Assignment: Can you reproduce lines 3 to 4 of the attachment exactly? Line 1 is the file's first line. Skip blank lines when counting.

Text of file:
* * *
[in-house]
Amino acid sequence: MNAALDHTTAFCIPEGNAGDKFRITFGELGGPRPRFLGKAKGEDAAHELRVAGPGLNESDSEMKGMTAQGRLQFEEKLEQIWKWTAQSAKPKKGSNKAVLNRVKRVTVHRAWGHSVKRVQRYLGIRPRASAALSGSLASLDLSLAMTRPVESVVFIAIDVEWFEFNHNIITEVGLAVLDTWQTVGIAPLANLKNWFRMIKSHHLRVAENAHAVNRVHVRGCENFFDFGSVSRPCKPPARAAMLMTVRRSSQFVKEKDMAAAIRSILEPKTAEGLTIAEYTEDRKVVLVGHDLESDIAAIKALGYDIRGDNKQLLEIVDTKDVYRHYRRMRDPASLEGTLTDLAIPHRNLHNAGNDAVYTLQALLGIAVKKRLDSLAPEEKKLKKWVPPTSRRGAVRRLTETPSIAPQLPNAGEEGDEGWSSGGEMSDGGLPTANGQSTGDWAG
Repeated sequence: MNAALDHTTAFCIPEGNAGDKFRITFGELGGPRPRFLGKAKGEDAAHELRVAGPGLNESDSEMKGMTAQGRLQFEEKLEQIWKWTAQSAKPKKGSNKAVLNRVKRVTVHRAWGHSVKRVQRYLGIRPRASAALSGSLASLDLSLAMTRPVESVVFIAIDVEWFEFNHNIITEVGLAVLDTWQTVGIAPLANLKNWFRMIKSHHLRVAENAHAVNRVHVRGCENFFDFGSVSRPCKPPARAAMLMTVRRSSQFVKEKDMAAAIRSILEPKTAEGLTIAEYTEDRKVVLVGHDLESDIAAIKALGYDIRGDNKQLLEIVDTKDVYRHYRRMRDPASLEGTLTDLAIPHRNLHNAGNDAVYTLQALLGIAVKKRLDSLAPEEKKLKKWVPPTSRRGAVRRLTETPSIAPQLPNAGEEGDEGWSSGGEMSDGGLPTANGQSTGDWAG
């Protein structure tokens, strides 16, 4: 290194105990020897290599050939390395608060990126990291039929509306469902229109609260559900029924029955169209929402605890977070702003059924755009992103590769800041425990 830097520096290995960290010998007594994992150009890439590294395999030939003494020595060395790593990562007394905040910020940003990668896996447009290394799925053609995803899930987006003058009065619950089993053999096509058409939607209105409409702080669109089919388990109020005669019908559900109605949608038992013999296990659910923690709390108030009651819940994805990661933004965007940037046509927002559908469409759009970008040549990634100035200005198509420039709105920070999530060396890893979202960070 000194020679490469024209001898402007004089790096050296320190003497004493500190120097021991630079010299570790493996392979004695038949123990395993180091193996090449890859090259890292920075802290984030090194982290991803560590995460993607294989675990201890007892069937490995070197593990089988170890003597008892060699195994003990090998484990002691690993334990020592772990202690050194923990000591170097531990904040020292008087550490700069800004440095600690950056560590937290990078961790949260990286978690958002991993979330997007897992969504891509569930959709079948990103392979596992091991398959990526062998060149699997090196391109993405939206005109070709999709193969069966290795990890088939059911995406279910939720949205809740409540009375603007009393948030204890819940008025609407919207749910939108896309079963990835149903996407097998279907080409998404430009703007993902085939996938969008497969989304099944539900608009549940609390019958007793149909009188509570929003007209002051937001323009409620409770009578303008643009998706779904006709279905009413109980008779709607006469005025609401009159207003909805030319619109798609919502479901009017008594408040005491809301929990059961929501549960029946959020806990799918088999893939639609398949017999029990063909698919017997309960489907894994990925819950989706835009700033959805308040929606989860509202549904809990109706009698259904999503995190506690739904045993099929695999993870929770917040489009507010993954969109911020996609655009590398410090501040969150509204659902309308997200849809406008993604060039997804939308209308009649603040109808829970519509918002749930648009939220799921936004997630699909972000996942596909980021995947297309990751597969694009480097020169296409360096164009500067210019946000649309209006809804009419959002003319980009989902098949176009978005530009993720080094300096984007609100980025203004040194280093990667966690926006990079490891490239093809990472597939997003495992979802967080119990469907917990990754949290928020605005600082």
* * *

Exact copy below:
Repeated sequence: MNAALDHTTAFCIPEGNAGDKFRITFGELGGPRPRFLGKAKGEDAAHELRVAGPGLNESDSEMKGMTAQGRLQFEEKLEQIWKWTAQSAKPKKGSNKAVLNRVKRVTVHRAWGHSVKRVQRYLGIRPRASAALSGSLASLDLSLAMTRPVESVVFIAIDVEWFEFNHNIITEVGLAVLDTWQTVGIAPLANLKNWFRMIKSHHLRVAENAHAVNRVHVRGCENFFDFGSVSRPCKPPARAAMLMTVRRSSQFVKEKDMAAAIRSILEPKTAEGLTIAEYTEDRKVVLVGHDLESDIAAIKALGYDIRGDNKQLLEIVDTKDVYRHYRRMRDPASLEGTLTDLAIPHRNLHNAGNDAVYTLQALLGIAVKKRLDSLAPEEKKLKKWVPPTSRRGAVRRLTETPSIAPQLPNAGEEGDEGWSSGGEMSDGGLPTANGQSTGDWAG
């Protein structure tokens, strides 16, 4: 290194105990020897290599050939390395608060990126990291039929509306469902229109609260559900029924029955169209929402605890977070702003059924755009992103590769800041425990 830097520096290995960290010998007594994992150009890439590294395999030939003494020595060395790593990562007394905040910020940003990668896996447009290394799925053609995803899930987006003058009065619950089993053999096509058409939607209105409409702080669109089919388990109020005669019908559900109605949608038992013999296990659910923690709390108030009651819940994805990661933004965007940037046509927002559908469409759009970008040549990634100035200005198509420039709105920070999530060396890893979202960070 000194020679490469024209001898402007004089790096050296320190003497004493500190120097021991630079010299570790493996392979004695038949123990395993180091193996090449890859090259890292920075802290984030090194982290991803560590995460993607294989675990201890007892069937490995070197593990089988170890003597008892060699195994003990090998484990002691690993334990020592772990202690050194923990000591170097531990904040020292008087550490700069800004440095600690950056560590937290990078961790949260990286978690958002991993979330997007897992969504891509569930959709079948990103392979596992091991398959990526062998060149699997090196391109993405939206005109070709999709193969069966290795990890088939059911995406279910939720949205809740409540009375603007009393948030204890819940008025609407919207749910939108896309079963990835149903996407097998279907080409998404430009703007993902085939996938969008497969989304099944539900608009549940609390019958007793149909009188509570929003007209002051937001323009409620409770009578303008643009998706779904006709279905009413109980008779709607006469005025609401009159207003909805030319619109798609919502479901009017008594408040005491809301929990059961929501549960029946959020806990799918088999893939639609398949017999029990063909698919017997309960489907894994990925819950989706835009700033959805308040929606989860509202549904809990109706009698259904999503995190506690739904045993099929695999993870929770917040489009507010993954969109911020996609655009590398410090501040969150509204659902309308997200849809406008993604060039997804939308209308009649603040109808829970519509918002749930648009939220799921936004997630699909972000996942596909980021995947297309990751597969694009480097020169296409360096164009500067210019946000649309209006809804009419959002003319980009989902098949176009978005530009993720080094300096984007609100980025203004040194280093990667966690926006990079490891490239093809990472597939997003495992979802967080119990469907917990990754949290928020605005600082």